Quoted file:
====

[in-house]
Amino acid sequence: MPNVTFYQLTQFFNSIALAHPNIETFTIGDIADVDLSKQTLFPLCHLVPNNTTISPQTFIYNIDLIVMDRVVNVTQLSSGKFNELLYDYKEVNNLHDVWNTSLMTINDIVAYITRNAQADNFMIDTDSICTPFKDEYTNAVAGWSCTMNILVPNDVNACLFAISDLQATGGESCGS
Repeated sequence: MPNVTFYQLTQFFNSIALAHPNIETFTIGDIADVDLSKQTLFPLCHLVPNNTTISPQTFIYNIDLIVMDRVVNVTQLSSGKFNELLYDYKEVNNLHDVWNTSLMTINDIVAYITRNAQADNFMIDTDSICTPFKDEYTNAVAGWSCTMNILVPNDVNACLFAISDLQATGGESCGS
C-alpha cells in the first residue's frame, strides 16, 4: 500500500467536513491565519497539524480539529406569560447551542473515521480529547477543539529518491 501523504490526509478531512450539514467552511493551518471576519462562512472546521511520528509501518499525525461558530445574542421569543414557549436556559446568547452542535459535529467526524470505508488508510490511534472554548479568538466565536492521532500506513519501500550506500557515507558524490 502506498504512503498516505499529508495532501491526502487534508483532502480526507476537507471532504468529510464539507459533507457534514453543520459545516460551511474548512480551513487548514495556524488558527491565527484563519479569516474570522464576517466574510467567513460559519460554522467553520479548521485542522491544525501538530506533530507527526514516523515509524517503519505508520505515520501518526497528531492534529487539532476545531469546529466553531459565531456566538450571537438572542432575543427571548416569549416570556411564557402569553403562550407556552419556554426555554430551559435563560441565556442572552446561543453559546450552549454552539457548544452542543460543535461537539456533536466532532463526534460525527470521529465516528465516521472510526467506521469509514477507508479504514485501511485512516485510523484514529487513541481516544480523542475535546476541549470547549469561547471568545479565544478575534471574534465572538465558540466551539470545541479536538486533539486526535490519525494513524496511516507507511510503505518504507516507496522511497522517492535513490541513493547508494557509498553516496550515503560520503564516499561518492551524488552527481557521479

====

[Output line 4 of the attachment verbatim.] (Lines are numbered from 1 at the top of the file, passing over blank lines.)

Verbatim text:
C-alpha cells in the first residue's frame, strides 16, 4: 500500500467536513491565519497539524480539529406569560447551542473515521480529547477543539529518491 501523504490526509478531512450539514467552511493551518471576519462562512472546521511520528509501518499525525461558530445574542421569543414557549436556559446568547452542535459535529467526524470505508488508510490511534472554548479568538466565536492521532500506513519501500550506500557515507558524490 502506498504512503498516505499529508495532501491526502487534508483532502480526507476537507471532504468529510464539507459533507457534514453543520459545516460551511474548512480551513487548514495556524488558527491565527484563519479569516474570522464576517466574510467567513460559519460554522467553520479548521485542522491544525501538530506533530507527526514516523515509524517503519505508520505515520501518526497528531492534529487539532476545531469546529466553531459565531456566538450571537438572542432575543427571548416569549416570556411564557402569553403562550407556552419556554426555554430551559435563560441565556442572552446561543453559546450552549454552539457548544452542543460543535461537539456533536466532532463526534460525527470521529465516528465516521472510526467506521469509514477507508479504514485501511485512516485510523484514529487513541481516544480523542475535546476541549470547549469561547471568545479565544478575534471574534465572538465558540466551539470545541479536538486533539486526535490519525494513524496511516507507511510503505518504507516507496522511497522517492535513490541513493547508494557509498553516496550515503560520503564516499561518492551524488552527481557521479